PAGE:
In 2020, the education sector came under major scrutiny in what can best be described as 'the most turbulent year yet'.
Resolving the weak points in our education system have long been on the National Agenda, but Covid-19 further accelerated the urgency of this matter and escalated it to the top of the ‘to do’ list.
Issues around inequality, the health and safety of both learners and pupils, resources, finances, disputes between unions, constant disruptions, and the rapid shift to online learning made news headlines on a regular basis.
However, despite all the challenges and uncertainty, most of our learners were able to complete 2020’s curriculum. This impressive feat can be attributed to the efforts of the nation’s unsung heroes – our teachers, who put the educational needs of their students above all else. The learnings gained during 2020 will be carried into the New Year to ensure less disruption and smoother running systems to accommodate learners across the country.
After consultations with industry stakeholders, and based on my own knowledge of the sector, I’ve identified the following key trends in education for 2021:
Inequality and system fragility to be addressed
2020 highlighted the deep inequality that still exists in our fragile education system between schools with extensive resources and those without. A pandemic of this magnitude will naturally affect those who are most disadvantaged.
Beyond limited access to digital platforms for online learning, various other inequalities were highlighted; these included government-sponsored feeding schemes and transportation, which students had limited access to over the lockdown period.
We did however see education activists working together to highlight the importance of this during these troublesome times and this is set to continue in 2021.
Blended learning to be improved
With ongoing restrictions in place, both the public and private sector will be better placed to handle a blended learning model in 2021. Blended learning would involve a mixture of electronic teaching and traditional face-to-face teaching, with the goal of giving students the ‘best of both worlds.’
Many weak spots in our existing digital infrastructure came to the fore in 2020, and I believe that these will be addressed through improved resources, enhanced communication, and wider access to online learning in 2021.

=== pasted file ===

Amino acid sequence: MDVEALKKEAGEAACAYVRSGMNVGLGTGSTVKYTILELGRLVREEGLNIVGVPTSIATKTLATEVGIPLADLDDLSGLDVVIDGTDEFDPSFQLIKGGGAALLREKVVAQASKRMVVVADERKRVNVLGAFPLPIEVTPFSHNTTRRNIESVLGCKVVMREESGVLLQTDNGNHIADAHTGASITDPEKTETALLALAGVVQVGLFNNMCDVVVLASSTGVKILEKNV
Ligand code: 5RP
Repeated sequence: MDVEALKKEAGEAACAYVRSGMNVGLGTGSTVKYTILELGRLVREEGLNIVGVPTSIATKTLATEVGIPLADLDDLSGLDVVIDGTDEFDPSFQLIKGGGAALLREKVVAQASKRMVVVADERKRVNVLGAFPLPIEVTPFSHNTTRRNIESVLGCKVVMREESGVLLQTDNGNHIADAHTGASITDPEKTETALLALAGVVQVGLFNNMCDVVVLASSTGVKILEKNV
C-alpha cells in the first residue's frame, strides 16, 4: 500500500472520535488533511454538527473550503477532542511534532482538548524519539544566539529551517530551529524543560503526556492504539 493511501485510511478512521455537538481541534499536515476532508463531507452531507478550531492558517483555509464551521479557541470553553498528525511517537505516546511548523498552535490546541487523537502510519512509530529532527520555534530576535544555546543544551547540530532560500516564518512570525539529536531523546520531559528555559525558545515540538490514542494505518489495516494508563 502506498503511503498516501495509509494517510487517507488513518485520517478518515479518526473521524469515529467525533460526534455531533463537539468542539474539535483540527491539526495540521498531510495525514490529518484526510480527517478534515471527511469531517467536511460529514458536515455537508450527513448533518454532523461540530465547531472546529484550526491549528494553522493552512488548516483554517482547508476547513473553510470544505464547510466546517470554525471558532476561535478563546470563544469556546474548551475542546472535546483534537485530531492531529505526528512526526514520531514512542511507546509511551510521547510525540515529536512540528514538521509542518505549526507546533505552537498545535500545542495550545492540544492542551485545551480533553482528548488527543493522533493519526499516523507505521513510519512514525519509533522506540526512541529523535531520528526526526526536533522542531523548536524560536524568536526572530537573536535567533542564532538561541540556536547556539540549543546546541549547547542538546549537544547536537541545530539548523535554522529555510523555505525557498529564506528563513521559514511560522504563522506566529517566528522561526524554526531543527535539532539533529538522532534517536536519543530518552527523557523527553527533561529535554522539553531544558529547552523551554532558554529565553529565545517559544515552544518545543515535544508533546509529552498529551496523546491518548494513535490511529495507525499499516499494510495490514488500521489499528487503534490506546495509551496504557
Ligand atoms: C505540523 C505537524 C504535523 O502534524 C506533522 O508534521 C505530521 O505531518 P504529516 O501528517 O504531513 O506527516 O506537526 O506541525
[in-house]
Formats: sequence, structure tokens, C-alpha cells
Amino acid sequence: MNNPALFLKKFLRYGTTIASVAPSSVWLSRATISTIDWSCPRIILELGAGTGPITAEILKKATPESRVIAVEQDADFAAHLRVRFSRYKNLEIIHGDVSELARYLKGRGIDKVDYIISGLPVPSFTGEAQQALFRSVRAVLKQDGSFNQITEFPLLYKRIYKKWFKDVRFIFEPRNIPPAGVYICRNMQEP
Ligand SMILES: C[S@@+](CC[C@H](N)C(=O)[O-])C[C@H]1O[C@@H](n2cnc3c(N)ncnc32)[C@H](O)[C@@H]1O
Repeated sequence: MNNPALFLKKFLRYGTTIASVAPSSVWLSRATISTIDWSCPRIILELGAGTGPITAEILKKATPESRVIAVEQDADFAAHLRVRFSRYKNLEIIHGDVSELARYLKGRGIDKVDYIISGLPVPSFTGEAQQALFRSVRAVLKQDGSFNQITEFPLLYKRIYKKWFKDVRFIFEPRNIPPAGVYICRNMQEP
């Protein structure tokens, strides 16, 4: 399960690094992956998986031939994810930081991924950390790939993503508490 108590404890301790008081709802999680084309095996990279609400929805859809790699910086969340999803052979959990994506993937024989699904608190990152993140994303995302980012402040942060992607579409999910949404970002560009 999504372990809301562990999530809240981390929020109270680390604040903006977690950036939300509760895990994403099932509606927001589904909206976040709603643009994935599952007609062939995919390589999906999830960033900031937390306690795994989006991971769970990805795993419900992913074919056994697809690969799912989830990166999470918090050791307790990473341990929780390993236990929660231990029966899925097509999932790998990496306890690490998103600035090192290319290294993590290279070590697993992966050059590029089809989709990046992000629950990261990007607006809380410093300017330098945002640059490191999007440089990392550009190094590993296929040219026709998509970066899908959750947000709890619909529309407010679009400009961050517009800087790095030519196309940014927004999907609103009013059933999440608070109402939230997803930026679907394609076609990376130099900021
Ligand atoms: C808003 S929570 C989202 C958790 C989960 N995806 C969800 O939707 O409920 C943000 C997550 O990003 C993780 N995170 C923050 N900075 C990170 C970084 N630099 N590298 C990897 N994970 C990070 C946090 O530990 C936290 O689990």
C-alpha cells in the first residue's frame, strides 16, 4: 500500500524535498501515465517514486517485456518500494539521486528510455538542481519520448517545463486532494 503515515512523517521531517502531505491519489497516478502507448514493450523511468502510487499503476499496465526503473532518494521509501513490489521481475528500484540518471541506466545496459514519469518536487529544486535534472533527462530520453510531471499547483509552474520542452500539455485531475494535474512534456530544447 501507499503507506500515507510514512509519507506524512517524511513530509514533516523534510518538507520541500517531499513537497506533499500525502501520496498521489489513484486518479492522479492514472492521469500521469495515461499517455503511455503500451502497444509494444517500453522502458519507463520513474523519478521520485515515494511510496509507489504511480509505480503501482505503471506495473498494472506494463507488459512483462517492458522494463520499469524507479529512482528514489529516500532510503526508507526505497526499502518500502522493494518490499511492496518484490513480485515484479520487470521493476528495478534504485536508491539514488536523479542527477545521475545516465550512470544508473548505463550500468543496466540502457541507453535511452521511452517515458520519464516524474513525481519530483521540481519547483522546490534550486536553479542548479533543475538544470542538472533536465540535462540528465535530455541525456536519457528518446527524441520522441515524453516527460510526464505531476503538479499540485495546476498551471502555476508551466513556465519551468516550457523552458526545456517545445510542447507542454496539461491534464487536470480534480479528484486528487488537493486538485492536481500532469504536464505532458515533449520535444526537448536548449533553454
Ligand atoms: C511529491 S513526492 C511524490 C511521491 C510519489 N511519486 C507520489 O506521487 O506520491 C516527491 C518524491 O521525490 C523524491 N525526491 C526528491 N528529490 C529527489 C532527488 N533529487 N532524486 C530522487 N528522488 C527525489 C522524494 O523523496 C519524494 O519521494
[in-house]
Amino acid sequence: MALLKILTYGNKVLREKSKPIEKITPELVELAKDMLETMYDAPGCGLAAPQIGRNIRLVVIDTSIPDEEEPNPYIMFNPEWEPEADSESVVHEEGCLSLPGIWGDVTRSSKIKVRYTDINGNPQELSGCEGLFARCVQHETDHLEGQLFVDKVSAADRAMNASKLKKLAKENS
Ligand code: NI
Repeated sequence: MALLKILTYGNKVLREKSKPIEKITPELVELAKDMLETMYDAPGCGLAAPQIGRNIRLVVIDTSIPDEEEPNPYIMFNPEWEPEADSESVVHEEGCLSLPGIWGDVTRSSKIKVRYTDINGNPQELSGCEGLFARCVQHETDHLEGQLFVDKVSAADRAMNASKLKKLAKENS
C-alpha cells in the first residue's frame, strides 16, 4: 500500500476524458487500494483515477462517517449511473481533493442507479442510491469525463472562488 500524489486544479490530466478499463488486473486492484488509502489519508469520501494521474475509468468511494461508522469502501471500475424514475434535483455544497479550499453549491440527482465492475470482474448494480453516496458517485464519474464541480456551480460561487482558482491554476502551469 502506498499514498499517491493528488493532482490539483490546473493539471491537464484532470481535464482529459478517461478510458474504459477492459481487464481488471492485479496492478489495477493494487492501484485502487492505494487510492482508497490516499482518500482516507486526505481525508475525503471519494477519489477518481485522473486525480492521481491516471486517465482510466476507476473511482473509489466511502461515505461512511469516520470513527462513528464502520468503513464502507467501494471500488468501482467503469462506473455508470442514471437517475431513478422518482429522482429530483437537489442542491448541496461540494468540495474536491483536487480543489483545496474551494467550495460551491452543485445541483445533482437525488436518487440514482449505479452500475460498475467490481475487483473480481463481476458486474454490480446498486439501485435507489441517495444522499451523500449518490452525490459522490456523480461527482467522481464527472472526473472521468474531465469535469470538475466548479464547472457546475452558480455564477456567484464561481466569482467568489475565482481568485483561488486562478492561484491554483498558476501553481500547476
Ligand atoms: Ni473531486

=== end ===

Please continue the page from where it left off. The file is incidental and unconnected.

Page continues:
Weaponising of social networks as amplifiers of fake news
Digital platforms were used to spread misinformation, causing major upset amongst teachers, learners, and parents. This was most commonly seen by bad actors using the platforms Facebook and WhatsApp to disseminate unsubstantiated rumours about schools reopening and government regulations. Teachers and education officials were forced to waste valuable time trying to address and stamp out these rumours as panic spread among parents and learners.
In 2021, we hope to see stricter measures and more education from reputable sources coming into play to curb the damage caused.
Teaching comes to the fore
News of the Department of Basic Education looking to place 300,000 teaching assistants in 26,000 schools is a sign of promise for the sector. The contract period started on 1 December 2020 and will conclude on 31 March 2021.
This bold move addresses unemployment and the need for more teachers across the country.
Youth employment is a priority once again
Faced with grim career prospects, many matriculants and school leavers have felt despondent as unemployment continues to surge. The news of a job stimulus plan for some 800,000 school leavers before the end of the financial year, and 340,000 of them starting work before the end of 2020, presents signs of hope and positivity. It shows us that the government has understood and is addressing one of the key challenges that our country faces.